A management plan will proceed at the Fills — the popular visitor spot in Islamorada —  per an agreement with the Florida Department of Transportation that gave the village management abilities.

Village council members recently directed staff to present a recommendation for a consultant to assist in the development of a plan at the virtual meeting on Thursday, Feb. 25. A management plan is required under a pair of five-year lease agreements with FDOT and Florida Department of Environmental Protection that were approved by the former council last year. 

FDOT owns the right of way that spans Tea Table, Lignumvitae and Indian Keys, while FDEP owns the Indian Key boat ramp, which many use, including local backcountry guides.

Interim Village Manager Maria Bassett told council members earlier in the month that the initial step in the village’s efforts to manage the Fills was securing a consultant. Issues at the popular visitor spot, MM 77.6 to MM 79.6, came to a breaking point during Memorial Day weekend in 2019, as residents expressed immense frustration over the trashing, mayhem and degradation of nearshore waters. 

Designated parking spots, implementation of trash bins and a reduction in speed to 45 mph — thanks to Sheriff Rick Ramsay — have occurred since then. And last July, council approved the installation of a cable barrier system to delineate parking areas and protect grassy areas, all while keeping people from parking on the Overseas Heritage Trail. It was the least expensive option at an estimated $322,000. A new barrier wouldn’t go up, however, without approval from the current council.

“As staff has previously tried to emphasize, any matters related to the Fills will be brought back to the village council for input and/or approval,” Bassett said. “As developed, the consultant will confer with the council, and opportunities for public comment will arise.”

Per a request for proposals, the selected consultant would assess the village’s need for directing and managing recreational traffic for public safety purposes on FDOT property. It would also create a conceptual plan for directing and managing recreational traffic usng a cable barrier system. The consultant would attend at least two meetings to discuss the master plan for FDOT property, and a final master plan report would be presented to council on or before May 31, 2021. 

As for FDEP property, which includes the Indian Key boat ramp, the consultant would assess the village’s need for protection of coastal resources and the marine environment and current protection methods. Development of a conceptual plan would address managing parking spaces, the boat ramp and protection of coastal resources.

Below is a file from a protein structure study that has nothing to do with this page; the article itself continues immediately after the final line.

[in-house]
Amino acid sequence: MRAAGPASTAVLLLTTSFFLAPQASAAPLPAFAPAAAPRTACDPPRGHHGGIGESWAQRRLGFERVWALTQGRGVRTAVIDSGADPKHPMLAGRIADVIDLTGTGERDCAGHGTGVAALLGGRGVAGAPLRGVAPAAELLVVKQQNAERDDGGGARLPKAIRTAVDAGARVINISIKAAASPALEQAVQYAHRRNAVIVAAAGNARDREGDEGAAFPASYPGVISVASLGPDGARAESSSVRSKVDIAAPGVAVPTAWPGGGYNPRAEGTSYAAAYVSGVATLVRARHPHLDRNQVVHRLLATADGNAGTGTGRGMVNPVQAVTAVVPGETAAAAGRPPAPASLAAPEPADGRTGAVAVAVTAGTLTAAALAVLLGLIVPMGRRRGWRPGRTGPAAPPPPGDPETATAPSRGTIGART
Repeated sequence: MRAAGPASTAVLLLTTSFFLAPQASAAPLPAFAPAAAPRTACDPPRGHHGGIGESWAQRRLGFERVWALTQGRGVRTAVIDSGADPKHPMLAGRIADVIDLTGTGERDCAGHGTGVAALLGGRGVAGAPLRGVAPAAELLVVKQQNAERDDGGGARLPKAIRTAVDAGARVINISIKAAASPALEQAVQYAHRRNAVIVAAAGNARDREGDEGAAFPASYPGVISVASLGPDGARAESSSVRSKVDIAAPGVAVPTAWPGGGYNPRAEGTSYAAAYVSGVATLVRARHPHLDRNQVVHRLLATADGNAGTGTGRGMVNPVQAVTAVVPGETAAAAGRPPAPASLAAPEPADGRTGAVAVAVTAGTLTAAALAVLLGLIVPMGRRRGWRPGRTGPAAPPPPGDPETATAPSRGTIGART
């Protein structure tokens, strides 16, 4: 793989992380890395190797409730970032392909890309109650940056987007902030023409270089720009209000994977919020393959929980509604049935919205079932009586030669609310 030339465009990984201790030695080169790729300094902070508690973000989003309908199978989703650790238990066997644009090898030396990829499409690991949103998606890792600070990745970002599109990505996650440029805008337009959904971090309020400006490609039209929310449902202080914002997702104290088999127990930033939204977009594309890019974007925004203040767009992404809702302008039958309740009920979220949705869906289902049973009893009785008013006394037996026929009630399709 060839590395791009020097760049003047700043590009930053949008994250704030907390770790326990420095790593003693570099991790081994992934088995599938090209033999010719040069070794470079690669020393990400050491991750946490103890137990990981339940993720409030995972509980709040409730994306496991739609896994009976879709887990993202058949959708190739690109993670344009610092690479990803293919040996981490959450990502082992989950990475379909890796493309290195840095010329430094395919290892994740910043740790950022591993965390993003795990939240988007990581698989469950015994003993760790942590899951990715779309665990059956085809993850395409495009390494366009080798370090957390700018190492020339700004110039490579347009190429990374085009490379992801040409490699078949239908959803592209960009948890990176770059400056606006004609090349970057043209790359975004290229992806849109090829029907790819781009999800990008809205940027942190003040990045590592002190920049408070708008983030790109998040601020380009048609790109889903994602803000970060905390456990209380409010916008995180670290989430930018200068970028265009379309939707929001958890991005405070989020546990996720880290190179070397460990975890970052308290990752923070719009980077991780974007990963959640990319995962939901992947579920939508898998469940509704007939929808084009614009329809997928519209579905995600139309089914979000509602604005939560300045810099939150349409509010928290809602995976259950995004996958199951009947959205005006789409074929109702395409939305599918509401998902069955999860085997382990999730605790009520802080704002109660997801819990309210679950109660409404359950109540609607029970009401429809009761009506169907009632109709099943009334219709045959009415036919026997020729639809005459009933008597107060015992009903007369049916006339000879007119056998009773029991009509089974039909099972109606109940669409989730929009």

“The management plan should improve the safety and enjoyment of the area while reducing the environmental damage caused by overuse, including an appropriate level of parking and recreational space,” according to the scope of services. 

At least two meetings would be had on the FDEP master plan, and a final master plan report would be presented to council members on or before May 31, 2021. 

With the Fills an area of interest for Councilman David Webb during the campaign, he said he’s not in favor of spending for infrastructure on FDOT property. Webb told fellow council members that providing bathrooms and parking will only slow down traffic for those looking to pull off. 

“I went down there several times during my campaign on random times of day, and the traffic is horrendous” he said. “There’s no way to safely walk alongside the road there. There’s no way to safely go from one side to the other if your camp place is here and the bathroom is over there.”

Improvements to the boat access point is something Webb would support with use seen from local residents and backcountry guides who trailer their boats.

Councilman Mark Gregg said it’s vital to maintain the two leases, which have subsequent five-year renewals. The lease with FDEP took effect on June 16, 2020 with two five-year renewal options. A lease with FDOT took effect September 2019 and ends in  September 2024. It, too, has a five-year renewal option. 

“I guess we have a threshold decision: Do we want to give it all back to the DOT and DEP? And my answer is, ‘hell no.’ We got here because of problems that were there because they did nothing,” he said. “And, yes, we’re spending money on it and that’s DOT land and so forth, but maybe that’s the price we pay for the privilege of controlling to our benefit and liking,” he said. 

The Feb. 25 meeting begins at 5:30 p.m. Due to the size and configuration of the Founders Park Community Center, which serves as the council chambers, and in keeping with CDC and Florida Department of Health guidelines, capacity of the Community Center for village council meetings will be limited indefinitely due to the coronavirus pandemic. Only council members and essential staff members required to conduct the meetings will be in physical attendance due to the limited capacity.

The public can watch on Monroe County’s MCTV Comcast channel, 77, via Zoom or by visiting islamorada.fl.us.

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